In addition to all of these exciting new features, our beautiful new Flow Hive 2 includes everything that’s made Flow a favourite with beekeepers all over the world, including our patented Generation 2 Flow Frames that allow you to collect pure fresh honey straight from the hive.
How are 2nd Generation Flow Frames different to the original Flow Frames?
Both our Flow Hive 2 and Flow Hive Classic come with generation 2 Flow Frames.
These contain lots of minor improvements for better functionality, durability and to further minimise any disturbance to the bees during harvest.
- Adjustments in the cell depth of the moving comb blade, so the movement that forms channels through the comb happens deeper beneath the bees feet for minimal disturbance, this also allows the bees to draw out their comb further.
- A decrease in the cell wall thickness results in a slight increase in the amount of honey that can be stored and harvested from each Flow Frame.
- The central spine of the moving parts is now more robust offering more durability.
- An increase in the reset and lift pressure from the Flow Key is added for better functionality.
- Added radiuses and angles for easier insertion of the Flow Frames when beekeeping.
- Some cosmetic rounded edges have been added on the front lower transparent end.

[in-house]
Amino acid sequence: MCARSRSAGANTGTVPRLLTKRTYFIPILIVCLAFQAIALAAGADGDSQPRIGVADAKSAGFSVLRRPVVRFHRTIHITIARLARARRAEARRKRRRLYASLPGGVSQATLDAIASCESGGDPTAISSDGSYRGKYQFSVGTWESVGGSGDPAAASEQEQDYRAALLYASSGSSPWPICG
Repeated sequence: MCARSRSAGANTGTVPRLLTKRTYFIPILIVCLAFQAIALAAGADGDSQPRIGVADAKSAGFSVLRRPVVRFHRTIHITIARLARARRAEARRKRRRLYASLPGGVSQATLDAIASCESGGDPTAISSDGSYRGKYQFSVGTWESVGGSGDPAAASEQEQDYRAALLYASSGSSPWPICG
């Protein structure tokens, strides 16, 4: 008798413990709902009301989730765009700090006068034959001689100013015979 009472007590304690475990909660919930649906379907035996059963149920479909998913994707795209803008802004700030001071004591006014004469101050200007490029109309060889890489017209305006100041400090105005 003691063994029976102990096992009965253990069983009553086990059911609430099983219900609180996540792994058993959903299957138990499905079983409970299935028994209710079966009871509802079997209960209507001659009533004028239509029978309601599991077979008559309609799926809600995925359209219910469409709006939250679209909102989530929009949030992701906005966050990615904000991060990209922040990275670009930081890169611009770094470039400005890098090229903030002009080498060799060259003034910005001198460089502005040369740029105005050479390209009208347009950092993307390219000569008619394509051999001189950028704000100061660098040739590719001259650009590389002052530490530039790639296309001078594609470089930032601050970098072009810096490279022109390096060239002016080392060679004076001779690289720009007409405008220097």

- Tighter securing cables hold the frame together more securely.
- Upper and lower frame caps now have a handle negating the need for pliers to remove.
Here is some more information you may also find useful about the differences, and why to choose one hive or wood type over the other:
- Flow Hive 2 is a pre-order item at the moment - it is not shipping immediately - you will need to check the ESTIMATED shipping date on the product page for your location.
If you are in the Southern Hemisphere and would like a Flow Hive now for Spring, it would be better to order a Flow Hive Cassic now - so you can start in Spring (make sure your bees are ordered, as there can be waiting lists). If you order a Flow Hive 2 now and want to get started this year, make sure you ask some local beekeepers or bee club, if you can start when your hive arrives. Or you could get started with a brood box kit now, and upgrade to the Flow Hive 2 when it arrives in October/November (this date will change).
If you are in the Northern Hemisphere and would like to get started next Spring or you are purchasing for Christmas, you can order now with estimated shipping in December (at the moment - this date will change).
You can read more detailed information about the wood types here: